In terms of storage, component definitions are created and managed within a dedicated Component Library file (
*.CmpLib). A single Component Library file can be used to create (and therefore map to) one or more unique Component Items, by entering one or more component definitions. Each component definition will have a common set of parameters and links to required domain models.
Having defined the component definition(s) as required in the Component Library file, you simply release it. The release process is simply the act of generating a new revision of each targeted Item. What's more, the Items are created on-the-fly as part of the release process – define-and-go as it were.
Re-use in a Design
Once released and available in the vault, components can be re-instantiated into any new design project, manufactured into prototypes, or used for production runs. In addition, the concept of component certification is made possible as the components are formally revised and lifecycle-managed. This allows the organization to specify the state of its components and what they can be used for (design, prototype, production, etc). From a design perspective, this results in the creation of vault-based libraries, containing a formal collection of components that have been company-approved for use in each new design project embarked upon within that company.
The beauty of using certified components in your designs is that when it becomes time to change the lifecycle state of your board design, the integrity of the design becomes greater still, since a design can only be released to "Prototype" or "Production" provided the components it uses are also in a corresponding state. Put another way, you wouldn't start to produce that assembled board if the components are only at a "Design" stage!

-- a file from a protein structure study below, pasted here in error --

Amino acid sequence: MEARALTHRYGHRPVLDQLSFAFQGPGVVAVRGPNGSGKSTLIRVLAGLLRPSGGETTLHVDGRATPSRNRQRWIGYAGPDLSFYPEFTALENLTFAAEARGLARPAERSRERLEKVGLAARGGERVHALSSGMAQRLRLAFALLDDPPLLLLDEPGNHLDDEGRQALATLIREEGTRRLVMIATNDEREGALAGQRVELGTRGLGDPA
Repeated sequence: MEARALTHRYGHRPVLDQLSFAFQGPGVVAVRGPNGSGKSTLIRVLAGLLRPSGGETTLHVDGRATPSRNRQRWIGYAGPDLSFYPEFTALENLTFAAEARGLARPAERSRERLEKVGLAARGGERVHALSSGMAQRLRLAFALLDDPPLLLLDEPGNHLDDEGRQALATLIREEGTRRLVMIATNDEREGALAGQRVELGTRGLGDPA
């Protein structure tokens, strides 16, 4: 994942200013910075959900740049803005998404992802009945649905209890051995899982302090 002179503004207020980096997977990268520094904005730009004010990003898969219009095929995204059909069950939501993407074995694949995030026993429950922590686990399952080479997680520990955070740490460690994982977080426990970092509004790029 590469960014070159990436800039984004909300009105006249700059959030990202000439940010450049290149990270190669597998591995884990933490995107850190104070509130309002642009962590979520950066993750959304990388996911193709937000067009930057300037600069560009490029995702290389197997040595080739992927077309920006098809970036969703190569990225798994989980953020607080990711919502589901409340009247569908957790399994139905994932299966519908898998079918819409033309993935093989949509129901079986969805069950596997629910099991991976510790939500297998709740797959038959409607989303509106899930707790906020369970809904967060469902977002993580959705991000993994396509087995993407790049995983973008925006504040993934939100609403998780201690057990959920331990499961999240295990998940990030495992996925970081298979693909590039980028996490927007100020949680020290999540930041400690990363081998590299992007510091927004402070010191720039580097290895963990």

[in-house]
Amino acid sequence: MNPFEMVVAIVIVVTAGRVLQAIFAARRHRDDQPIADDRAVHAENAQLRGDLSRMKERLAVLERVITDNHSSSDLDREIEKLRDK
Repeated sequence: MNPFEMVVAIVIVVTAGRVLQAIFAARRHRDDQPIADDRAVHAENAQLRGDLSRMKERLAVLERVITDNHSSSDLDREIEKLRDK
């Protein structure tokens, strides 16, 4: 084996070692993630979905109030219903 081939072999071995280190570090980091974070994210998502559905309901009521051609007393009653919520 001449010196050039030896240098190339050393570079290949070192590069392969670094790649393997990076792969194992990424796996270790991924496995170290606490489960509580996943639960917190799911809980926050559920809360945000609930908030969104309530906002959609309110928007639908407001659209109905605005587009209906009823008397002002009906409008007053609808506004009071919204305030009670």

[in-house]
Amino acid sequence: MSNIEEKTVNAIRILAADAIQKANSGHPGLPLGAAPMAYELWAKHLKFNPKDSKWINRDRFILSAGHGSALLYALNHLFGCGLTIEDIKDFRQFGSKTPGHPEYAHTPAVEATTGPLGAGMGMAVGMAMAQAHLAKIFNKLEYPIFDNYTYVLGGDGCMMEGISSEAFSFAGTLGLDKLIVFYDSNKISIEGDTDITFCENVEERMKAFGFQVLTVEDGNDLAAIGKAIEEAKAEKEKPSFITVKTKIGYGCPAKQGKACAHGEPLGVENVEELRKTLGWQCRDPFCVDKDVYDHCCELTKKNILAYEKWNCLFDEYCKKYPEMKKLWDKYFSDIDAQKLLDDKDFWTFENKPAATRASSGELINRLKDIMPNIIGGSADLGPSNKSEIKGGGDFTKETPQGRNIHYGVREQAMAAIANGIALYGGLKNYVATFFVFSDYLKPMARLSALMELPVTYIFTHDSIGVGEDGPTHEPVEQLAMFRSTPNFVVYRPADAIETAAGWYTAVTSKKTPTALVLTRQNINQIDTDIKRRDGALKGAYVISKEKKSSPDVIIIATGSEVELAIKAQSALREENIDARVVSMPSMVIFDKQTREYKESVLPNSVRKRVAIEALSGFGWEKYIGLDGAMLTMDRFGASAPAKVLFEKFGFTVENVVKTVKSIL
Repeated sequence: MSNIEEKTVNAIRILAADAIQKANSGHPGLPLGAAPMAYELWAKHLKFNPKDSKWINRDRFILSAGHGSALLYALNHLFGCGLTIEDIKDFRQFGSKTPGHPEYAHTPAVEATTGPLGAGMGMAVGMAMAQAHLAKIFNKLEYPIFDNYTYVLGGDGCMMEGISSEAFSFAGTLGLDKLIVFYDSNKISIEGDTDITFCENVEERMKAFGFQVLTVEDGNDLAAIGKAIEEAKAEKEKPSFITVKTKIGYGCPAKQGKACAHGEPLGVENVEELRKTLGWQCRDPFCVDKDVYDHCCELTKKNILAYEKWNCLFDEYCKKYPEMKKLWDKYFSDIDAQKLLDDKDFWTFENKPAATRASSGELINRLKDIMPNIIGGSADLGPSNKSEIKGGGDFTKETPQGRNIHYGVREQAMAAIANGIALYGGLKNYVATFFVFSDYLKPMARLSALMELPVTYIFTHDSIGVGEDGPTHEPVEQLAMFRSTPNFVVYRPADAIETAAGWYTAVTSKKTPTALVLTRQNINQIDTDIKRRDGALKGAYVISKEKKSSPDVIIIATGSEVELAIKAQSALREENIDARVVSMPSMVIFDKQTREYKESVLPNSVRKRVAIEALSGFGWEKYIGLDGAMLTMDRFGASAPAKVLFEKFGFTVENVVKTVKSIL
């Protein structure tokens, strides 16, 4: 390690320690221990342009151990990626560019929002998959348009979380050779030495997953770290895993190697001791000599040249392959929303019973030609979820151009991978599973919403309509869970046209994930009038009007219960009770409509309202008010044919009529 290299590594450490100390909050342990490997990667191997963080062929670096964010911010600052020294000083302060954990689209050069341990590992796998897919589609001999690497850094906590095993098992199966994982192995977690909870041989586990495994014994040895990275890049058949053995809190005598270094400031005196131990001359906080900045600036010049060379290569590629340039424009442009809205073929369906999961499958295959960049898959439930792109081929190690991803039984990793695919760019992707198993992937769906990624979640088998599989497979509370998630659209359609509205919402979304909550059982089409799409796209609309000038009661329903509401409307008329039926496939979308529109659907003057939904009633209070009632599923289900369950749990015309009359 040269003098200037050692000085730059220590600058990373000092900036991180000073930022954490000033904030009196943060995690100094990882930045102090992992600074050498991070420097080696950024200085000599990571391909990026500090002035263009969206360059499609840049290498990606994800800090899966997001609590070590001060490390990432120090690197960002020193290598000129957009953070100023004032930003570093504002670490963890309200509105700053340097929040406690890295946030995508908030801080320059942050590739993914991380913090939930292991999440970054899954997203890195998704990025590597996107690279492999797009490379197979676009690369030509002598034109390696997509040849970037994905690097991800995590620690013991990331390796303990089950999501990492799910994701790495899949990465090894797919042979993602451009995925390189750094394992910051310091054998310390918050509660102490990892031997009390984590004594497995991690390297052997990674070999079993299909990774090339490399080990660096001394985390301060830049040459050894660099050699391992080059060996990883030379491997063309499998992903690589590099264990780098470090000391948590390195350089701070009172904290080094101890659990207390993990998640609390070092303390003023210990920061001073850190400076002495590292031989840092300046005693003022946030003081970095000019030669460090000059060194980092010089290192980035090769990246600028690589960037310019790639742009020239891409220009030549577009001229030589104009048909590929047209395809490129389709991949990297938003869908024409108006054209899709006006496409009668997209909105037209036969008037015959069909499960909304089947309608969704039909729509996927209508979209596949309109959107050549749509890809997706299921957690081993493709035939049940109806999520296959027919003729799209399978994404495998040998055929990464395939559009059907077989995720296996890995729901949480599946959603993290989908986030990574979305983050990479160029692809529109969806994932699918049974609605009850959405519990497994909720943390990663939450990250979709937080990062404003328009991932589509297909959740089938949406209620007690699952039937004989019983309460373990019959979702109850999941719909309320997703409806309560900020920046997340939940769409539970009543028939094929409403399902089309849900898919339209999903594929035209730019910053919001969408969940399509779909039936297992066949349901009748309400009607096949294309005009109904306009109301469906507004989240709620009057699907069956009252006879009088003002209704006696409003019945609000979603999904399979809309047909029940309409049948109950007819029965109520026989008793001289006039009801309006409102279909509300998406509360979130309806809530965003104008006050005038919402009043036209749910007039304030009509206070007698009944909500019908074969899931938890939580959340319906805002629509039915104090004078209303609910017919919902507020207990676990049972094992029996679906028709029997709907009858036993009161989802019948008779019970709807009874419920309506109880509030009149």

And, if we take this to the finest level of granularity in the component management arena itself, the system will not allow you to promote the lifecycle state of a component in the vault until all of its referenced domain models are in a corresponding correct state to be able to do so. In other words, a parent component cannot be further in its lifecycle than its child models.
The highly relational structure of the released data in an Altium Vault lends itself to powerful 'where used' capabilities. At any time, you are able to see where a particular child Item is used, in terms of parent Items in the vault. So for a given domain model, you can quickly identify which component Items reference it. For a given component Item, you can see which designs it has been used in, which managed schematic sheets, and so on.
If a component is deprecated or made obsolete for any reason, you can quickly identify and pull-up the schematic sheets and board-level designs in which it is placed, and update and re-release those Items as new revisions using another, equivalent approved component. And why re-invent that proverbial wheel, when you can find a component that you need to use and see which designs it has already been used in. If those designs are at a production state, that component has been proven already and is therefore good-to-go. It can be re-used in your next design with confidence.
And the unified nature of a vault-based component, through the chosen part choices made for it, ultimately create a link from that component, all the way through chosen Manufacturer Part(s), and on to the Vendor (Supplier) Parts that each itself references. From the designer's perspective, the component is hooked directly into the supply chain. This allows real-time data to be made available – fed back from the Supplier's web services – to let the designer know the current costing and availability of the chosen parts, and from all Vendors that sell those chosen parts (as defined in the Global Part Catalog).